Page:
Earlier, Vice President Pence announced that the US Treasury had lifted all sanctions against a former Venezuelan intelligence service chief who broke ranks with Venezuelan President Nicolas Maduro last week and voiced his support for opposition leader Juan Guaido.
Venezuelan President Nicolas Maduro has blasted the Trump administration and Vice President Mike Pence personally over their alleged attempts to bribe the Venezuelan military into siding with the coup plotters.
“Yesterday, Mike Pence declared that the soldier who betrays the homeland and switches to the side of the gringos –that they will reward him. [This is] a lack of respect for honour, morals, and the dignity of the Bolivarian Armed Forces,” Maduro said, speaking in the state of Aragua, northern Venezuela.
Maduro stressed that Pence had no authority to advise the Venezuelan military in any way.
“This is an imperialist colonialist view of things. They think that having given the orders, Venezuela’s military will just say ‘understood Mr. Pence.’ No! Mike Pence, the constitutional, legitimate commander in chief of the Bolivarian National Armed Forces is here before you and his name is Nicolas Maduro Moros,” Maduro said.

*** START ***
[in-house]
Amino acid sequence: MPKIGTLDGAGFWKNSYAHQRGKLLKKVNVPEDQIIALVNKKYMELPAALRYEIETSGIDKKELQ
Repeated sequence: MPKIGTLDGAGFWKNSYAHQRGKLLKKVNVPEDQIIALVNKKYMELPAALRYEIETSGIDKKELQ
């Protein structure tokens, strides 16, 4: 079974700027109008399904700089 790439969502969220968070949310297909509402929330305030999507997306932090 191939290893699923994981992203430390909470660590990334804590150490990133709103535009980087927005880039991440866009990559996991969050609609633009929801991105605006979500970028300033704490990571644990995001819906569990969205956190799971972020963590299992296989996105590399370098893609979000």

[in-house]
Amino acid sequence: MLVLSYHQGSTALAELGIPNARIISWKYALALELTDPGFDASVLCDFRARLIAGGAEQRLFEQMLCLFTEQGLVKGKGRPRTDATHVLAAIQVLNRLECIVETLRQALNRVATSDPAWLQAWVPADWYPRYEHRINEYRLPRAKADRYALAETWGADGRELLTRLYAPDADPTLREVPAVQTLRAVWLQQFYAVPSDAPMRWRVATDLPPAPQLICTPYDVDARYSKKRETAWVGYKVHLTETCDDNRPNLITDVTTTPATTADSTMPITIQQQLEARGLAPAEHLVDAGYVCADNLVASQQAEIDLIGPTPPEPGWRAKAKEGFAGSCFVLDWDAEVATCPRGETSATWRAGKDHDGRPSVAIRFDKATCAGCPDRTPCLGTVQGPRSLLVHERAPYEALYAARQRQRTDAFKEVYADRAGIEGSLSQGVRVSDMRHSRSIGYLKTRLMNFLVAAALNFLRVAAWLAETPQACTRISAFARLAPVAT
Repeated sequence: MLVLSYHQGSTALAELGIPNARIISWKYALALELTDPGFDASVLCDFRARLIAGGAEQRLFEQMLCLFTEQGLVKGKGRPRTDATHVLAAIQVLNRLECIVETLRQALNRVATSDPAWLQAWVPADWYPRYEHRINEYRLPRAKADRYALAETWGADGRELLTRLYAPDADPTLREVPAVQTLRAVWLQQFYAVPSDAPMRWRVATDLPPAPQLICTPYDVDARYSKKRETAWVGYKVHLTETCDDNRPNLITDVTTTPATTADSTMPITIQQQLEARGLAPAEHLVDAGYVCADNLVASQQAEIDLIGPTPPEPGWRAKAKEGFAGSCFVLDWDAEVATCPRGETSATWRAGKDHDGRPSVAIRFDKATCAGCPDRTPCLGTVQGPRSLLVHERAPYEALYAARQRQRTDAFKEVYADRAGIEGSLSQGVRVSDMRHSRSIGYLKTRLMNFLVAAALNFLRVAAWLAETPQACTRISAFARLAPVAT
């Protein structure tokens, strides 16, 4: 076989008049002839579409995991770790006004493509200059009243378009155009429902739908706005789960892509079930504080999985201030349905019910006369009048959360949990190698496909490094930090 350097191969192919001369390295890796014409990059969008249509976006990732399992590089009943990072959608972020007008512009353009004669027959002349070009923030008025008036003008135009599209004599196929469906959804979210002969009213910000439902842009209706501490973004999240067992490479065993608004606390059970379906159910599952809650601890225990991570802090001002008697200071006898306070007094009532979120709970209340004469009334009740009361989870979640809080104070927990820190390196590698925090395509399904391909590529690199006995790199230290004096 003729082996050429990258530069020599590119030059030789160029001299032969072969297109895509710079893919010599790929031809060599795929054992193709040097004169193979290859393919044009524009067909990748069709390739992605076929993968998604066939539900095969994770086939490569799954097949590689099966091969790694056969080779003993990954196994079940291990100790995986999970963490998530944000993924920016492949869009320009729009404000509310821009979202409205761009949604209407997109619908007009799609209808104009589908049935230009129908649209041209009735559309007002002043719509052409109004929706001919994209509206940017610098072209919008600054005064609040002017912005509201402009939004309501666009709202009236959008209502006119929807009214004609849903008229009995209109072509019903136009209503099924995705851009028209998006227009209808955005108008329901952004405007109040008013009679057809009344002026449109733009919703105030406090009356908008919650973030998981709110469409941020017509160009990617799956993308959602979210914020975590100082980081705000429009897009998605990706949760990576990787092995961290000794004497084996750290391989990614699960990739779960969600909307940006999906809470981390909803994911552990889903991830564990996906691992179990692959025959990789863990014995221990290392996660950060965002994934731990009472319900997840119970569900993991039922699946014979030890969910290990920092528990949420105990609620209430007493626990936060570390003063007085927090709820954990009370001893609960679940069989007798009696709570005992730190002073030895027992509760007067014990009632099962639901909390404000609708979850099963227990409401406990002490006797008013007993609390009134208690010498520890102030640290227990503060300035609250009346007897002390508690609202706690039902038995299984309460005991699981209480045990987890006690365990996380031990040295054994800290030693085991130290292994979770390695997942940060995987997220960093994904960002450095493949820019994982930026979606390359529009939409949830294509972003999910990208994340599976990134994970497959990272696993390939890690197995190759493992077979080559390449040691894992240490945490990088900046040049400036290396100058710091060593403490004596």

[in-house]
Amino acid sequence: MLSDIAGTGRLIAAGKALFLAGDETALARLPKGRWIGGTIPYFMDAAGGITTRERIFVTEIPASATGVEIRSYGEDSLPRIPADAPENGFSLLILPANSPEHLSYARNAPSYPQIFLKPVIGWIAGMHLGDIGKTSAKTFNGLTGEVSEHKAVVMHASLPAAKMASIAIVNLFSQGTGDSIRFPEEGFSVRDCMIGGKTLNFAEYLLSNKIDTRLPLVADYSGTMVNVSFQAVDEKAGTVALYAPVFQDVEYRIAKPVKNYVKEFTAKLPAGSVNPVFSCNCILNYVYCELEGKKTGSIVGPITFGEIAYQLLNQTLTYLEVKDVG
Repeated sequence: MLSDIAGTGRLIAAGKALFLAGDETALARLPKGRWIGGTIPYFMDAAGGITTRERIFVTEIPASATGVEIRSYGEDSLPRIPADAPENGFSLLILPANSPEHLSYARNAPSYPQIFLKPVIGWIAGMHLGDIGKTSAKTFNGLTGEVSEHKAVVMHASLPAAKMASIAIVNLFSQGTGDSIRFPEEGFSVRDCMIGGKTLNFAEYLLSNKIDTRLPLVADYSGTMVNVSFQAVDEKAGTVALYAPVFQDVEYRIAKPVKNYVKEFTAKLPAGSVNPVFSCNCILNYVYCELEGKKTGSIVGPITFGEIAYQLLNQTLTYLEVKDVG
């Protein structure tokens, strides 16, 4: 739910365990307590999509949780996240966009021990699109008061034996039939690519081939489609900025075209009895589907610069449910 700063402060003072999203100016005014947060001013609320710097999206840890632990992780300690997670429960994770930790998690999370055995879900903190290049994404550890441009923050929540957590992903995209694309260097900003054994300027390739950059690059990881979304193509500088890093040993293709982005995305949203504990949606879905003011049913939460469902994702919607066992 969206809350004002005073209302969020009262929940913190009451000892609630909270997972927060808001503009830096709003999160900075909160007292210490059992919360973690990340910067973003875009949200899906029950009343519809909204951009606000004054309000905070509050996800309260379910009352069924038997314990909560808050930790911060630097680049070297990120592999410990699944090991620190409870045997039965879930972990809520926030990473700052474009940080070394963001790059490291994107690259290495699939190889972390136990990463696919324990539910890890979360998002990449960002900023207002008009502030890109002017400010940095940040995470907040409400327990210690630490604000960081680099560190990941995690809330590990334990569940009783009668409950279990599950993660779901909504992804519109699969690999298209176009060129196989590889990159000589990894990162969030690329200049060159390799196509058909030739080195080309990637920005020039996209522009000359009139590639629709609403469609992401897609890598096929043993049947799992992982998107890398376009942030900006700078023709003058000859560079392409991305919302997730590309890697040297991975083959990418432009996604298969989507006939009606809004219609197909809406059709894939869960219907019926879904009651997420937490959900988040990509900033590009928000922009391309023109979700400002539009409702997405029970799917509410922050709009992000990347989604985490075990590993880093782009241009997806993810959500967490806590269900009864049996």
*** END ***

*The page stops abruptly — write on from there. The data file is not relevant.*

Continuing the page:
The Venezuelan president warned that his country was well defended, with 2.3 million militia members being trained to “defend every inch of the nation’s territory” if need be. Maduro stressed that Venezuela is equipped with modern weapons systems, with the military prepared to wage a defensive war based on “a new structure, a new strategic concept” across every province.
Earlier this week, Pence confirmed that Washington had removed all sanctions against General Manuel Cristopher Figuera, Venezuela’s former intelligence chief, and said the US hoped that the action would “encourage others to follow” suit.
On Tuesday, in the wake of last week’s violence, Venezuela’s constituent assembly stripped seven lawmakers of parliamentary immunity over their alleged support for the failed coup attempt against President Maduro.
The Venezuelan crisis entered a new phase last Tuesday, when Venezuelan opposition leader and self-proclaimed ‘interim president’ Juan Guaido called on the military to join the opposition and take to the streets to help depose the government. The coup attempt turned violent, with some 240 people, including protesters and security force personnel, suffering injuries, according to the UN. On Sunday, Venezuelan Foreign Minister Jorge Arreaza said the US-backed effort to oust Maduro had “failed completely.”